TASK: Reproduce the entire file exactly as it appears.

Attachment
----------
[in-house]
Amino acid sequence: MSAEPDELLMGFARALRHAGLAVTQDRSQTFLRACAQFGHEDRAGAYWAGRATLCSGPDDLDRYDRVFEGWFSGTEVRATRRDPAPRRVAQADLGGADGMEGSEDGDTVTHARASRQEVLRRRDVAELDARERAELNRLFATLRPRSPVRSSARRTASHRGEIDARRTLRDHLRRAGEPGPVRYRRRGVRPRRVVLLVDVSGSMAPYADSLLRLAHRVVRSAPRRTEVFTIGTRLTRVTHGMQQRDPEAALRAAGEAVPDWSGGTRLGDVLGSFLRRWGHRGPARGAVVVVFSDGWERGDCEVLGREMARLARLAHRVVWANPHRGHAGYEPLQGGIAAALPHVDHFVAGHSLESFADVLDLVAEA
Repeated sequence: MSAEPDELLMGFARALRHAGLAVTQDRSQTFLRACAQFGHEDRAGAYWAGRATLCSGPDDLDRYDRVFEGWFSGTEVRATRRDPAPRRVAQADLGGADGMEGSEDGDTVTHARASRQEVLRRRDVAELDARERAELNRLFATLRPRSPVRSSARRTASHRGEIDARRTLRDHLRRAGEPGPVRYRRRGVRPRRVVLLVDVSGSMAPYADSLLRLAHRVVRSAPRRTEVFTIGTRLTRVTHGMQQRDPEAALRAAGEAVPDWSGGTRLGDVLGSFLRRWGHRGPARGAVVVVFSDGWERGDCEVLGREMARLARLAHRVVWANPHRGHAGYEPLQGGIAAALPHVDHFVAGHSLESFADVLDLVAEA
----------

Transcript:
[in-house]
Amino acid sequence: MSAEPDELLMGFARALRHAGLAVTQDRSQTFLRACAQFGHEDRAGAYWAGRATLCSGPDDLDRYDRVFEGWFSGTEVRATRRDPAPRRVAQADLGGADGMEGSEDGDTVTHARASRQEVLRRRDVAELDARERAELNRLFATLRPRSPVRSSARRTASHRGEIDARRTLRDHLRRAGEPGPVRYRRRGVRPRRVVLLVDVSGSMAPYADSLLRLAHRVVRSAPRRTEVFTIGTRLTRVTHGMQQRDPEAALRAAGEAVPDWSGGTRLGDVLGSFLRRWGHRGPARGAVVVVFSDGWERGDCEVLGREMARLARLAHRVVWANPHRGHAGYEPLQGGIAAALPHVDHFVAGHSLESFADVLDLVAEA
Repeated sequence: MSAEPDELLMGFARALRHAGLAVTQDRSQTFLRACAQFGHEDRAGAYWAGRATLCSGPDDLDRYDRVFEGWFSGTEVRATRRDPAPRRVAQADLGGADGMEGSEDGDTVTHARASRQEVLRRRDVAELDARERAELNRLFATLRPRSPVRSSARRTASHRGEIDARRTLRDHLRRAGEPGPVRYRRRGVRPRRVVLLVDVSGSMAPYADSLLRLAHRVVRSAPRRTEVFTIGTRLTRVTHGMQQRDPEAALRAAGEAVPDWSGGTRLGDVLGSFLRRWGHRGPARGAVVVVFSDGWERGDCEVLGREMARLARLAHRVVWANPHRGHAGYEPLQGGIAAALPHVDHFVAGHSLESFADVLDLVAEA